- Make your mattress firmer. If you sleep on an overly plush mattress, you can try to make it firmer and see how your back reacts. For example, add a firm topper. You can get high-density memory foam or a latex one to adjust the feel of your mattress. You can also put a piece of plywood underneath your mattresses to give it firmer support. If your mattress is flippable, you can try that too. Chances are, the other side is firmer as it didn’t experience as much compression. And since memory foam is sensitive to temperature, you can use your thermostat on a cooler setting to make the mattress slightly firmer.
- Make your mattress softer. Again, a topper is probably the easiest solution in this case. You can add plush foam, soft latex, down, wool, and so on (the options are almost endless). Cranking your thermostat up might help too, as foam becomes softer in higher temperatures.
- Change your sleeping position. Often, a mattress might be too firm or soft only when you are in a specific position. For example, if you are a side sleeper and your bed seems too stiff, try to sleep on your back. If you prefer lying on your stomach or back and experience too much sinkage because your mattress is too plush, try to sleep on your side. See how your body reacts and how these little changes make you (and your back) feel in the morning. Perhaps you won’t even have to change your mattress after all.
- Get a new mattress. The easiest (and probably the wisest) solution is to get a new mattress, especially if yours is too old, saggy, and unsupportive. You can find plenty of great options among the non-memory foam mattresses if you want a different feel or get a new foam model that would be suited for your body type and would meet your comfort requirements. Also, if you are worried about potential off-gassing and want to make sure that your memory foam mattress is safe, look for such certifications and GreenGuard, CertiPur-US, OEKO-TEX Standard, etc. Plus, there are plenty of good memory foam mattresses without fiberglass.
- Get a new mattress base. If the distance between the slats is more than 3 inches, chances are your base simply doesn’t work for your mattress and makes it lose its supportive properties. You can try putting the mattress on the floor for a few nights and see how your back feels. In most cases, this will give you more support. And you will know that the fault was in the mattress base.
- Give it some time. If your memory foam mattress is brand new, it probably requires a break-in period. You can speed the process up a little by rolling or walking on your mattress for a few minutes every day (8). Cranking the thermostat up might help too. Generally, give it some time before you decide to return your mattress. Perhaps it just needs to “loosen up” a little and adapt to your body.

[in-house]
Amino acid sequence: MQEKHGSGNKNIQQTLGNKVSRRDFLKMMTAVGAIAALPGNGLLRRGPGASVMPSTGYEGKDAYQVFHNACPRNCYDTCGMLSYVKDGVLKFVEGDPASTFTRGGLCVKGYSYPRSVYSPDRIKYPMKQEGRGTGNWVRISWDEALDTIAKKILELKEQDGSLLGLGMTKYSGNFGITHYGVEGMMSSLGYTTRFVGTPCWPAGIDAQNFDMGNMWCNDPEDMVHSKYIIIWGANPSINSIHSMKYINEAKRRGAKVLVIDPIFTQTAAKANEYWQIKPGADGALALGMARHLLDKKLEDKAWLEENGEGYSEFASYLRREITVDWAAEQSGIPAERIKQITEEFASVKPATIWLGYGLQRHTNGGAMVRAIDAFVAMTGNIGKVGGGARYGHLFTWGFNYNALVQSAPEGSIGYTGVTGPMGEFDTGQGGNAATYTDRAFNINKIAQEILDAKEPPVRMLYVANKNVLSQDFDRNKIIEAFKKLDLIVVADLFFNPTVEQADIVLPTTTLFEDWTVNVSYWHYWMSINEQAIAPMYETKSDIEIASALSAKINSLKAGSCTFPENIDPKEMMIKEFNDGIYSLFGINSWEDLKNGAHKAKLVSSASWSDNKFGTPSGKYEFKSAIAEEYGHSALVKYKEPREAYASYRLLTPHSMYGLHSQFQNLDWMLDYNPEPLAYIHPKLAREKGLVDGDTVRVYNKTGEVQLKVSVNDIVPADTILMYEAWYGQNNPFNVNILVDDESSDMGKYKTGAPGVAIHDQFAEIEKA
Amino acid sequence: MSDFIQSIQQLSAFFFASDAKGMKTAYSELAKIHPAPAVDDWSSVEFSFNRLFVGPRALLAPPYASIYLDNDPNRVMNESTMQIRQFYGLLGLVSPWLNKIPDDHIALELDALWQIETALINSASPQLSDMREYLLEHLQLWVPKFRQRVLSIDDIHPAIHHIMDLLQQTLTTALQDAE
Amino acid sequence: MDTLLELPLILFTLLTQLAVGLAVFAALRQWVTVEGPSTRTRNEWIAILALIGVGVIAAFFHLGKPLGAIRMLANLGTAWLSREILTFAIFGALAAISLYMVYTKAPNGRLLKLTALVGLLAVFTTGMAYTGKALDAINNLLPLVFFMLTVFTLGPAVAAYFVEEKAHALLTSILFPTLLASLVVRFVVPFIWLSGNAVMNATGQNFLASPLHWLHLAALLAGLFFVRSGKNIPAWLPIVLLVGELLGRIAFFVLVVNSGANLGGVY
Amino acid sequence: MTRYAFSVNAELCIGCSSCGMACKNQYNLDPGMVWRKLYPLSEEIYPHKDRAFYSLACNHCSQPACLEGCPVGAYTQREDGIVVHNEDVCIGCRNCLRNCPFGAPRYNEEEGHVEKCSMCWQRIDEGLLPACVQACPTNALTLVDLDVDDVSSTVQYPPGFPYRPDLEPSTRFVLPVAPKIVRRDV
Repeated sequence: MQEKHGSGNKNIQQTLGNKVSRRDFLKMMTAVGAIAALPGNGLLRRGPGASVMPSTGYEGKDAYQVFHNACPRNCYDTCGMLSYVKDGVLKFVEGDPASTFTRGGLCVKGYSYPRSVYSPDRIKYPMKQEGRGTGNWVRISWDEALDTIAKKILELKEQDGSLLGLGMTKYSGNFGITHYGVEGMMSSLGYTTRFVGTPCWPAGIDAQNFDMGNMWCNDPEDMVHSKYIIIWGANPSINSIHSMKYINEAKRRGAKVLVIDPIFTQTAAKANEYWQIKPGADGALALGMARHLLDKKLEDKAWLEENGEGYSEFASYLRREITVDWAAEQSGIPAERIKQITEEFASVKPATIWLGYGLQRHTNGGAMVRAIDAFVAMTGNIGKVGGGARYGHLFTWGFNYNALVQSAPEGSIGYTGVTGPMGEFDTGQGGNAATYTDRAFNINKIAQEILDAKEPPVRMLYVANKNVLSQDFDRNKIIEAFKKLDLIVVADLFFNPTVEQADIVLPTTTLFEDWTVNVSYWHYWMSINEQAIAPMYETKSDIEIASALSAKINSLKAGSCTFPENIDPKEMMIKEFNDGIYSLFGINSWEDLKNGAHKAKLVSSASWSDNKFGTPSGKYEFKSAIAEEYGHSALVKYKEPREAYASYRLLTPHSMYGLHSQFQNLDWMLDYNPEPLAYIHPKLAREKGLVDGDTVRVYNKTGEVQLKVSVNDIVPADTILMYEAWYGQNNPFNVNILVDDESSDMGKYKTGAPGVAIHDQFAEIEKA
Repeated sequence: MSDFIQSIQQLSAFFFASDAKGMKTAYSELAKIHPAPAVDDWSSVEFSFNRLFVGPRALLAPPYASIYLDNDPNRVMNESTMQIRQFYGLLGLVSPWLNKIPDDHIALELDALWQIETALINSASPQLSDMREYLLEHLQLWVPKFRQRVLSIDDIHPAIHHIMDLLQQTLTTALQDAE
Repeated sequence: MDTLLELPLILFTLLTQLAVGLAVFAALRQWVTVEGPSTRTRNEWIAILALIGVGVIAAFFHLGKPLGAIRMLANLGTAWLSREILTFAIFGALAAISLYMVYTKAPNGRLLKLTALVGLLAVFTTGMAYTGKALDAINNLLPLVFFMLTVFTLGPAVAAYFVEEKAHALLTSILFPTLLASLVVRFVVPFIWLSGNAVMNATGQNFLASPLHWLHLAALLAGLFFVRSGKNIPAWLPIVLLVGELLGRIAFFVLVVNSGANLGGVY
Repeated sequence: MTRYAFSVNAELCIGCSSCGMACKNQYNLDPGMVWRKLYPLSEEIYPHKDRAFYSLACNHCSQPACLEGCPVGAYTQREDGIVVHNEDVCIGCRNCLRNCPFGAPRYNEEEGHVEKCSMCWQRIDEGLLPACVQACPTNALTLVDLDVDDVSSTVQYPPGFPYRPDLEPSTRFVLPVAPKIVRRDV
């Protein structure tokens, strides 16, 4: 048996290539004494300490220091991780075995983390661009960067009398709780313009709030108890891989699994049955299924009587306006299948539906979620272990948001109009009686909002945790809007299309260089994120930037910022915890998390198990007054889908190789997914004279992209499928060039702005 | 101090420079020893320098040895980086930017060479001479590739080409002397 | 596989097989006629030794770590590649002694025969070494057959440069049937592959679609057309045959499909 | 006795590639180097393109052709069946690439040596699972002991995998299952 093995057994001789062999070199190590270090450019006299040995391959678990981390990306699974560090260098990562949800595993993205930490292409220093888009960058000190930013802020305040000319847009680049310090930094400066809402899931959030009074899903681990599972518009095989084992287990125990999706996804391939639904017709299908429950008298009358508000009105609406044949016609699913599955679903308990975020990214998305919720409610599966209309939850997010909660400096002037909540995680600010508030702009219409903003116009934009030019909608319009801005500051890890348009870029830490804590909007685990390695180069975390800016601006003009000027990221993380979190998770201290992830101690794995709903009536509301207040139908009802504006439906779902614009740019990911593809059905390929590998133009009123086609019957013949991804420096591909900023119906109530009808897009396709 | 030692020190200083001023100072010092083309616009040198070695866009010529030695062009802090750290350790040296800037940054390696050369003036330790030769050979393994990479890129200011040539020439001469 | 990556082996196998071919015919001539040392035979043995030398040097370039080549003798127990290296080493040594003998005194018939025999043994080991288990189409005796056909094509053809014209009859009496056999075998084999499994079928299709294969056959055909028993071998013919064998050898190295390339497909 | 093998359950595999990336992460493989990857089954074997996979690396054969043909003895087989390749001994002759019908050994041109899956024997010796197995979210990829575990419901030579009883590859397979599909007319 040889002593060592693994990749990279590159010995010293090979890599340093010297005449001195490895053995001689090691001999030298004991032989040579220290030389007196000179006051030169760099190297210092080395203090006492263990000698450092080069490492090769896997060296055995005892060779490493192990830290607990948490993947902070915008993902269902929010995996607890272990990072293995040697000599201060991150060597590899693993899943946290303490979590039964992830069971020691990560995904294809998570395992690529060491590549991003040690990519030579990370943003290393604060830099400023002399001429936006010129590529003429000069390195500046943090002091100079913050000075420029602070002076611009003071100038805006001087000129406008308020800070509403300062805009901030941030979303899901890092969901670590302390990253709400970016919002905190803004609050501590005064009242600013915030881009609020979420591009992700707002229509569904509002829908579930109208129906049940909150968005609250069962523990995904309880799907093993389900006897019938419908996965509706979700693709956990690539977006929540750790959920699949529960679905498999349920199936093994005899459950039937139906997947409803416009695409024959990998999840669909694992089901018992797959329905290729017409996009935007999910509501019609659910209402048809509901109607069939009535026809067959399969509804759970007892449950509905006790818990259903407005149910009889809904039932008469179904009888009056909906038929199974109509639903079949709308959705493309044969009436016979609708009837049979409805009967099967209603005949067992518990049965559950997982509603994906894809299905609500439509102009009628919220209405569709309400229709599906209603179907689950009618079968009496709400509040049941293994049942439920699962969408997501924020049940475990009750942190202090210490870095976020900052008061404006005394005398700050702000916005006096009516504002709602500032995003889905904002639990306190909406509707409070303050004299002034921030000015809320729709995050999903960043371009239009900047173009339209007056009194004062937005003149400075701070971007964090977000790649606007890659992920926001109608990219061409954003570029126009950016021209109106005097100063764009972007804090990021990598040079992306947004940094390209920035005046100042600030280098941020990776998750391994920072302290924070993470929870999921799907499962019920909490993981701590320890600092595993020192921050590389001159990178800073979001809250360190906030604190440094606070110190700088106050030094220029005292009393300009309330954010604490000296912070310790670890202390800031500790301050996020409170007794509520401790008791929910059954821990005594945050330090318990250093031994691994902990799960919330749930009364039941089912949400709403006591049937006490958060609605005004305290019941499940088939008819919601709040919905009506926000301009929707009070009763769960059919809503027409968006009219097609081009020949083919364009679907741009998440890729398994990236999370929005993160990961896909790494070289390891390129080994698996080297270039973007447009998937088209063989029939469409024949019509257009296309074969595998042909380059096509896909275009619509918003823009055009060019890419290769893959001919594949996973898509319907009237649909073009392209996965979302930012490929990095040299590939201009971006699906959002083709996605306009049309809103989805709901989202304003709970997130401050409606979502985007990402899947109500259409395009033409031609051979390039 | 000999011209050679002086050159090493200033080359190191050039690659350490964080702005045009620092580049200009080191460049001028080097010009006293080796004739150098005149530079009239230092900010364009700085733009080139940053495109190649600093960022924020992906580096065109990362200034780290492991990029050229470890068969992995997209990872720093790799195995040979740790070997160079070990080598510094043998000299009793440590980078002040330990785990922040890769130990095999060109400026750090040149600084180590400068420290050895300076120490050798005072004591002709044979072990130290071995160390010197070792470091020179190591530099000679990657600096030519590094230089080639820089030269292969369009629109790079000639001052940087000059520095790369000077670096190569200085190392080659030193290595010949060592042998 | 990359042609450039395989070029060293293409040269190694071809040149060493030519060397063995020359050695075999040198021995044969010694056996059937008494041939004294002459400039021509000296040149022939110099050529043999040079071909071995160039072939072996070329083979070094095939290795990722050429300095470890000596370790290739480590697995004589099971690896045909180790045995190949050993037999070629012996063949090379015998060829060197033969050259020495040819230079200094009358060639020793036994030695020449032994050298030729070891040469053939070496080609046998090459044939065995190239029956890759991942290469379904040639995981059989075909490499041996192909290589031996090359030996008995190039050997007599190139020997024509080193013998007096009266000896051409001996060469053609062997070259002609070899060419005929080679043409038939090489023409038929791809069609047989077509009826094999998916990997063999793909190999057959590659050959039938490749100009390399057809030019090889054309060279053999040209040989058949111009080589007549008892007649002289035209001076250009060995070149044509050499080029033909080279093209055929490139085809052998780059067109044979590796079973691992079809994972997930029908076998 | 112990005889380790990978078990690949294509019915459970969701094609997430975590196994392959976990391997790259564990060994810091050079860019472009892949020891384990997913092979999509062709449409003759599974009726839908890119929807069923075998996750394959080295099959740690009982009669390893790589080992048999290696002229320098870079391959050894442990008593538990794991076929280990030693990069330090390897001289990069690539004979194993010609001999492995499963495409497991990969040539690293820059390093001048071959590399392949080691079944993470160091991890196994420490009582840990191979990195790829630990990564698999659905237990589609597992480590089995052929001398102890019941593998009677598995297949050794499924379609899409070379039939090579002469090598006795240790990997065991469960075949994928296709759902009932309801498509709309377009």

- Work on your posture. Yes, your mattress might be the one to blame, but poor posture can only contribute to back pain by putting too much tension on certain parts of the spine or causing back strain. By improving your posture, you are very likely to alleviate the pain (9), maybe even before you switch to a different mattress. You can do body stretching, exercise regularly (to strengthen back muscles), wear comfortable shoes, invest in an ergonomic office chair if your work involves a lot of sitting, and so on. What I’m saying is: take care of your back, not only during the night.
- Use extra pillows. If you feel like your mattress can’t guarantee proper support, you might try compensating that with some pillows. I do not guarantee that this method will save the day because it simply might not be enough if your mattress has lost its properties. But! It can be a temporary measure that might help you feel more comfortable (and relieve pain, hopefully) while you are waiting for your new mattress to arrive. So, grab a few extra pillows and place them strategically. If you are a back sleeper, you can add a round pillow (or even a rolled towel) under your knees. If you prefer lying on one side, you can place a pillow between your knees to aid proper hip and spine alignment. And stomach sleepers can place a thin pillow under their abdomen to prevent spine curvature during sleep.
It is an unpleasant surprise when your mattress turns into a traitor and makes you suffer from back pain.
However, there are multiple solutions to the issue, and I’m sure one of them will help you keep your back healthy and pain-free. Just make sure that your mattress is the one to blame by talking to your doctor and explaining your back issues.
Now, how about you? How long have you been using your current memory foam mattress? And how often do you wake up with back pain? Let us know in the comments!
- National Institute of Neurological Disorders and Stroke (April 27, 2020). Low Back Pain Fact Sheet. Retrieved from https://www.ninds.nih.gov/Disorders/Patient-Caregiver-Education/Fact-Sheets/Low-Back-Pain-Fact-Sheet
- WebMD (August 16, 2019). Types of Spine Curvature Disorders. Retrieved from https://www.webmd.com/back-pain/guide/types-of-spine-curvature-disorders#1
- Félix Tomé-Bermejo, Angel R. Piñera, and Luis Alvarez (November 2017). Osteoporosis and the Management of Spinal Degenerative Disease (II). Retrieved from https://www.ncbi.nlm.nih.gov/pmc/articles/PMC5736884/
- Caroline Gillott (December 15, 2017). Sciatica: What you need to know. Retrieved from https://www.medicalnewstoday.com/articles/7619#_noHeaderPrefixedContent
- Jonathan Cluett (October 23, 2020). Causes of Back Pain and Treatment Options. Retrieved from https://www.verywellhealth.com/common-causes-of-back-pain-diagnosis-and-treatment-2548504
- Vijay Vad (January 09, 2020). Is Poor Posture Causing Your Back Pain? Retrieved from https://www.spine-health.com/blog/poor-posture-causing-your-back-pain
- P. A. Koul, M. H. Bhat, A. A. Lone, A. N. Koul, A. Wahid (September 2000). The foam mattress-back syndrome. Retrieved from https://pubmed.ncbi.nlm.nih.gov/11198791/
- Lindsay Boyers (September 03, 2020). How to break in a new mattress: What to do and how long it takes. Retrieved from https://www.cnet.com/health/how-to-break-in-your-new-mattress-what-to-do-and-how-long-it-takes/
- Harvard Health Publishing (April 18, 2020). 4 ways to turn good posture into less back pain. Retrieved from https://www.health.harvard.edu/pain/4-ways-to-turn-good-posture-into-less-back-pain